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Accountability and violence

/ 04:05 AM June 07, 2021

With police brutality once again making headlines, officials are once more contemplating regular neuropsychiatric tests for members of the force, with the idea of detecting loose cannons among officials and preventing harm.

This isn’t the first time that violence by officers has caused national alarm; for this I direct the reader to sites like hacktibista.ph, which compiles a list of such abuses, or concerned reports by the Human Rights Watch on the Philippines. This also isn’t the first time concerned statements have been made about the mental health of our policemen, and the need for services for evaluation or care. Bato dela Rosa, former PNP chief, voiced a similar proposal in December 2020 after the shooting of Sonya and Frank Gregorio in Tarlac. He advocated for regular neuropsychiatric tests, annually if possible, and anger management, saying that such lessons might have stayed the hand of shooter Senior Master Sergeant Jonel Nuezca.

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According to a report by the Inquirer yesterday, physician and Police Lt. Col. Michelle Cruz, of the PNP health service’s department of psychiatry, commented on plans to do neuropsychiatric tests for police and agreed that these may be used as a monitoring tool. While she did not disclose the specific components of the exams, such tests normally assess traits like honesty, impulse control, attitude toward sexuality, general intelligence, and emotional intelligence. It’s thought that assessing these traits may help identify individuals who are more or less suited to handle the stressors of public service, and who are more or less likely to uphold strict ethical standards required in police work.

What Cruz did acknowledge was that there are no psychiatric tests that will reliably predict whether a person will commit an act of violence. Such tests may help gauge how a person reacts to stress or controls impulses, but in no way can they truly weed out men like Nuezca or Hensie Zinampan, who shot Lilybeth Valdez last week.

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Last December, Dela Rosa mused that officers may enter the force “normal” but in the course of service might use drugs and thus experience an untoward change in personality. In this, Senator Dela Rosa and I may well agree: that recruits, though initially emotionally stable and morally upright, may pick up bad habits and change for the worse during their career. But more pernicious even than substance abuse are the pervasive attitudes of impunity and ruthlessness that trickle down within the force’s organizational culture. In 2016, President Duterte addressed policemen and soldiers at the outset of his war on drugs: “I will protect you. I will not allow one policeman or one military to go to jail.” This messaging has remained fairly consistent since.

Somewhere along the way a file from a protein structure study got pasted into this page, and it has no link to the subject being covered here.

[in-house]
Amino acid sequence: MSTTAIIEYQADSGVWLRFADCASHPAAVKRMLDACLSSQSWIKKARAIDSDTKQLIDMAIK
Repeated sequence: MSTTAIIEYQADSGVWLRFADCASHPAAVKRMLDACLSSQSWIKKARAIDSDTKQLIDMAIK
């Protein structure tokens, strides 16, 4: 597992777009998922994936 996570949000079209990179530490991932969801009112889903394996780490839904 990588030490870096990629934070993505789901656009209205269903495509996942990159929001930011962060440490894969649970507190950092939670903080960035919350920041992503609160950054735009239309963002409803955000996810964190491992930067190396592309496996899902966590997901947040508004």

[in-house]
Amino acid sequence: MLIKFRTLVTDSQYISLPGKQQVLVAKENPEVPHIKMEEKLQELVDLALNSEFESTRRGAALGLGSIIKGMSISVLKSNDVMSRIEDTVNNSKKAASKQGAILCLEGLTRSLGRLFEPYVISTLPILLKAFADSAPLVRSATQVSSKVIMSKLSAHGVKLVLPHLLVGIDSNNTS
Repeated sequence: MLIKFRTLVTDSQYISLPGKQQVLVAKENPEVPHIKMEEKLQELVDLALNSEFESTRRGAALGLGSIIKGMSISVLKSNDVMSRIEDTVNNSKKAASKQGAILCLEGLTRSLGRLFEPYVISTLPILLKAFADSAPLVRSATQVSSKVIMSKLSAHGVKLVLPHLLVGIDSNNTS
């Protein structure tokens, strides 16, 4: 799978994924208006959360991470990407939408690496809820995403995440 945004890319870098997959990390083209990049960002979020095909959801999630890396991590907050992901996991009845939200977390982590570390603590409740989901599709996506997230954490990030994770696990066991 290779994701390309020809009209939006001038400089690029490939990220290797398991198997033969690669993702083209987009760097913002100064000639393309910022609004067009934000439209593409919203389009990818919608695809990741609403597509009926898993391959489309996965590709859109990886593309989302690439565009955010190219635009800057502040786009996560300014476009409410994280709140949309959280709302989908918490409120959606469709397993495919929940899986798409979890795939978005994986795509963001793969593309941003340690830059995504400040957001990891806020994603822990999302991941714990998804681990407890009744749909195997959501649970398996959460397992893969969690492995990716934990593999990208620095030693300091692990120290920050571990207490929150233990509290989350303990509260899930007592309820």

In her 1998 book, “Shielded from Justice,” based on research in 14 US cities, Allyson Collins wrote that severe abuses persist because overwhelming barriers to accountability “make it all too likely that officers who commit human rights violations escape due punishment.” She makes a striking point—that high profile human rights abuse incidents are not “aberrations” committed by “rogue” officers: “Abuse persists in large part because the accountability systems are so defective.” Not because of a handful of loose cannons who could easily be identified by psychiatric evaluations.

Neuropsychiatric tests, however well intentioned, cannot reasonably be expected to truly change the course of police brutality in the Philippines without an upheaval in this culture. Consider the body-worn cameras recently deployed within the force. Philip Jamilla, public information officer of Karapatan Alliance Philippines, said correctly in a tweet on June 5 that these devices “are only as effective as the accountability mechanisms in place…” Whatever acts of misconduct are caught on camera, the ways they will be processed and sanctioned will continue to be just as flawed.

Say neuropsychiatric tests are implemented on the regular at all levels of the police force. Does one imagine that influential officials, high on power and scoring poorly on impulse control or anger management, will be relieved of their duties and weapons? Do we also imagine that such officials will be entered into effective counseling programs to help manage these high-risk traits? Even if they were, do we expect that such programs will counter and undo the messaging sounded by the nation’s Chief Executive since day one: “I will protect you”? It’s all well and good that such examinations and appropriate interventions are being considered, both for the well-being of those in the force and the safety of the citizenry. But as long as that promise hangs in the air and accountability systems are defective, abuse will persist, with or without neuropsychiatric tests, with or without body cameras.

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TAGS: Hints and Symbols, Kay Rivera, police brutality, police mental health
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